Construction trade associations and lobbyists were out in force at the party conference season and have sent detailed submissions to the Treasury outlining why this industry should get special treatment to help drive national economic recovery.
The Construction Products Association chief executive Diana Montgomery said: “It is vital that the Chancellor focuses on capital investment in ‘shovel ready’ repair and maintenance projects that are quick to get off the ground with framework contracts and planning already in place. Current spending, such as spending on welfare and pensions, is set to rise from £629bn to £674bn by 2013/14, yet government is cutting capital investment by 21% over the same period, even though independent economic research shows that for every £1 invested in construction, the economy benefits by £3.”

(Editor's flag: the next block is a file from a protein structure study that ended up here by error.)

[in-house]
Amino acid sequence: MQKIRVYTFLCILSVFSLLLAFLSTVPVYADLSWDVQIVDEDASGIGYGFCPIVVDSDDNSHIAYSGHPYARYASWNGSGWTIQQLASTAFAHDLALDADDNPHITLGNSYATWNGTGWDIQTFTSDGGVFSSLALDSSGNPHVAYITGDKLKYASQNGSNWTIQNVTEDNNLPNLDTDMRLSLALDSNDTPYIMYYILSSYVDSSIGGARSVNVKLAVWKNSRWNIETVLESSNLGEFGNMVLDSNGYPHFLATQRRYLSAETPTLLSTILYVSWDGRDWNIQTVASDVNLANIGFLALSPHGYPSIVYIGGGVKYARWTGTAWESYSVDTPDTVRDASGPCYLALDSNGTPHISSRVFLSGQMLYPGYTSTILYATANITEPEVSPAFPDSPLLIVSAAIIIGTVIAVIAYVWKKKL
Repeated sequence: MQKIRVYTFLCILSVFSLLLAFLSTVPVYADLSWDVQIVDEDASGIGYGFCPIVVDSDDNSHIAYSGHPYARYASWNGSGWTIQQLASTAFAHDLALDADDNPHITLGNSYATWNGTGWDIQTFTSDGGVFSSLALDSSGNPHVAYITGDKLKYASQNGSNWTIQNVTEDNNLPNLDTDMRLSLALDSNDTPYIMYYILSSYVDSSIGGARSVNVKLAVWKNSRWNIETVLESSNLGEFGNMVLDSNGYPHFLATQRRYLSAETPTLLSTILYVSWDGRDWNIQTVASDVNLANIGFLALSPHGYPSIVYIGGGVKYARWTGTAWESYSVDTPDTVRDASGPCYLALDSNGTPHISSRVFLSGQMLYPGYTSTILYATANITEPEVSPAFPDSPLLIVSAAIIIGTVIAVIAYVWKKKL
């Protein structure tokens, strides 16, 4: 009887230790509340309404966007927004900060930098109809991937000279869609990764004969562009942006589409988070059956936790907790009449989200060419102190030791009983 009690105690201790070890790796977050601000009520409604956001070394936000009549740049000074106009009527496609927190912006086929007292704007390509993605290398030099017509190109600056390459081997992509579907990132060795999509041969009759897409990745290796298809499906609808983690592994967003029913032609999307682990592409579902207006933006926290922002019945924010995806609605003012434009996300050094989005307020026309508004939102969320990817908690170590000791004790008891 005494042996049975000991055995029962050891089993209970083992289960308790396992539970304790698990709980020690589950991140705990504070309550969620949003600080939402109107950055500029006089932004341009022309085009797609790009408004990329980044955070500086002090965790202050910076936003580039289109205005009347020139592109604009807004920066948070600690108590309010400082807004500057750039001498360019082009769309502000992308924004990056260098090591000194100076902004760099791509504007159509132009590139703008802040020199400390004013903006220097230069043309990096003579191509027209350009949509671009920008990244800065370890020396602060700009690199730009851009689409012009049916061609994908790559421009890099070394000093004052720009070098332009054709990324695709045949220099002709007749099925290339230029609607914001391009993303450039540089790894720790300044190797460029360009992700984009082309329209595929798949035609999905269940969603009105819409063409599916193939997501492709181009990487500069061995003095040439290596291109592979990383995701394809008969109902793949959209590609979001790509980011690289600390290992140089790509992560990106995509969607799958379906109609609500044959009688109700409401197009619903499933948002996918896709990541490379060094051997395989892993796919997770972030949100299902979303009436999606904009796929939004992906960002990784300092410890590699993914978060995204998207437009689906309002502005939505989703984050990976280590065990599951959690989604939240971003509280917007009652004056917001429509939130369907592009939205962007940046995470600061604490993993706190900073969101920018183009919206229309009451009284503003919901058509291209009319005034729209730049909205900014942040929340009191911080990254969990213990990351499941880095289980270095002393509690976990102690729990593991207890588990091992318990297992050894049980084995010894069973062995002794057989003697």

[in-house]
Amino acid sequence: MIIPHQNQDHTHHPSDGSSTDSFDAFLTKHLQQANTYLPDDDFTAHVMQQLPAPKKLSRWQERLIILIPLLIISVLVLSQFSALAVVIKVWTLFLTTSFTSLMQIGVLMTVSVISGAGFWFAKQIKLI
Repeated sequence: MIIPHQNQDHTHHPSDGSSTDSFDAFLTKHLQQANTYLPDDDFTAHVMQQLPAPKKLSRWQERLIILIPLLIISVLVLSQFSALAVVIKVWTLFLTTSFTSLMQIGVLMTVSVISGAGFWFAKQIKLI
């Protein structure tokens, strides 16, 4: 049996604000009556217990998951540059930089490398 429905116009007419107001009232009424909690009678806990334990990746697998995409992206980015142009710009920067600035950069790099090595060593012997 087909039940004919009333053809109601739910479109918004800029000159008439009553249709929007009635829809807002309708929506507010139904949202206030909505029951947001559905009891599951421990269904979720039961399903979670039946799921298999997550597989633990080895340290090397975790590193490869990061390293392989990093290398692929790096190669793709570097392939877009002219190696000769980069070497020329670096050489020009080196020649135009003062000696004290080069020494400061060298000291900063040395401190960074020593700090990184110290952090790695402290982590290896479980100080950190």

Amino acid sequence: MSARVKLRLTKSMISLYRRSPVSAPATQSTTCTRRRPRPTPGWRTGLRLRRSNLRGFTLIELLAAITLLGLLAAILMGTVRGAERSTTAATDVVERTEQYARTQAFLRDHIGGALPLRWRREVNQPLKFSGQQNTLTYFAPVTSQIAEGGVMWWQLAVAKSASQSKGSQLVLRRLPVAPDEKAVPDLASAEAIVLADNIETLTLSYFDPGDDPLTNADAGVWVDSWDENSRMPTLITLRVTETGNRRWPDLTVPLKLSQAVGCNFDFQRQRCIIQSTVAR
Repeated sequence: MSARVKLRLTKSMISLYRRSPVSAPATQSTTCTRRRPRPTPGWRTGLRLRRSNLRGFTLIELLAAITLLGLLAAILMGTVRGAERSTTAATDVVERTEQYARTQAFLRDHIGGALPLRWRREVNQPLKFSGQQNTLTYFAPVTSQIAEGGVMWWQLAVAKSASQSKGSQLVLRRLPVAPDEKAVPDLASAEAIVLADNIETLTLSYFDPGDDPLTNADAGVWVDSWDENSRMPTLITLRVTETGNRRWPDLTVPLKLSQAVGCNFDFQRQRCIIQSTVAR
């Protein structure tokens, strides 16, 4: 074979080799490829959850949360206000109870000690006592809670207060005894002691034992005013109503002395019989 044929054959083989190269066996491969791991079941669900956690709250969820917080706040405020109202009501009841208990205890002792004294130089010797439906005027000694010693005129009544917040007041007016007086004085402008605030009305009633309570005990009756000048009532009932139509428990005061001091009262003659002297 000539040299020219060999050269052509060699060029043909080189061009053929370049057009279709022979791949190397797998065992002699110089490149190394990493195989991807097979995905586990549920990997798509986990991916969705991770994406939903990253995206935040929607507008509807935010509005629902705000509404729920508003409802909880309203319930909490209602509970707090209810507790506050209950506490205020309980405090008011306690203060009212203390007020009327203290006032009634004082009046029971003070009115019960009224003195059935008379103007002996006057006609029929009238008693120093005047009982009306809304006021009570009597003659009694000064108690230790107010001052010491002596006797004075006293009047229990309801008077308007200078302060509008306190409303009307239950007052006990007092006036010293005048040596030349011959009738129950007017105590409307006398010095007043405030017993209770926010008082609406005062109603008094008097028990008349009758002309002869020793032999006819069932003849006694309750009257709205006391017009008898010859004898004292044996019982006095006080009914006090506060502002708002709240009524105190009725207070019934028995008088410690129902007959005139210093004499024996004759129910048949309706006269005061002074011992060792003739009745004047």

The Federation of Master Builders wants stamp duty scrapped on newly-built homes.
Neil McQue, FMB services director for London, said: “The Department for Communities & Local Government estimates we need to build almost a quarter of a million new homes a year just to keep up with demand, before we even begin to make a dent in the yawning housing deficit. Cutting stamp duty is just one of a raft of measures politicians should be deploying to tackle this crisis. We need councils to free up land to build on and a reduction in red-tape which unfairly penalizes smaller developers and blocks many new projects.”
The Construction Index will bring you the key points of the chancellor’s autumn statemebnt and full industry reaction tomorrow afternoon.